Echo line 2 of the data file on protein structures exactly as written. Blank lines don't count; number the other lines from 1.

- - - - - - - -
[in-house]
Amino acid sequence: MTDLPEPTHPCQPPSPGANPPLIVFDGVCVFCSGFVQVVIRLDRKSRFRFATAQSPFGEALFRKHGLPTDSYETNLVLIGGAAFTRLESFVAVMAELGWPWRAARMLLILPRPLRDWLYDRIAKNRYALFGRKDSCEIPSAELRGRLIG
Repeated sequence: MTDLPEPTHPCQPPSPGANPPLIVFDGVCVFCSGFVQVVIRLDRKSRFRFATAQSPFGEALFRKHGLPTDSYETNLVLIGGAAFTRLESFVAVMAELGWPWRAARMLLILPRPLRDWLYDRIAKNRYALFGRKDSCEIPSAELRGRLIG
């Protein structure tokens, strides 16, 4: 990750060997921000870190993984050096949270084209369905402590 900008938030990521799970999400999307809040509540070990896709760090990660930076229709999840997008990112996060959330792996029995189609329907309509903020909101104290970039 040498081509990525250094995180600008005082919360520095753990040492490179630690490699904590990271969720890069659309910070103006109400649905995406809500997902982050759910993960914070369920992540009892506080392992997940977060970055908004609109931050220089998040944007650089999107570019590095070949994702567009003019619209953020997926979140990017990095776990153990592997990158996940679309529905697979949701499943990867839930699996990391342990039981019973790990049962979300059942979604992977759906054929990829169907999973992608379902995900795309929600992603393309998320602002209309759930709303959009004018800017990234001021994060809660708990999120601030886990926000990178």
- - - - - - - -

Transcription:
Amino acid sequence: MTDLPEPTHPCQPPSPGANPPLIVFDGVCVFCSGFVQVVIRLDRKSRFRFATAQSPFGEALFRKHGLPTDSYETNLVLIGGAAFTRLESFVAVMAELGWPWRAARMLLILPRPLRDWLYDRIAKNRYALFGRKDSCEIPSAELRGRLIG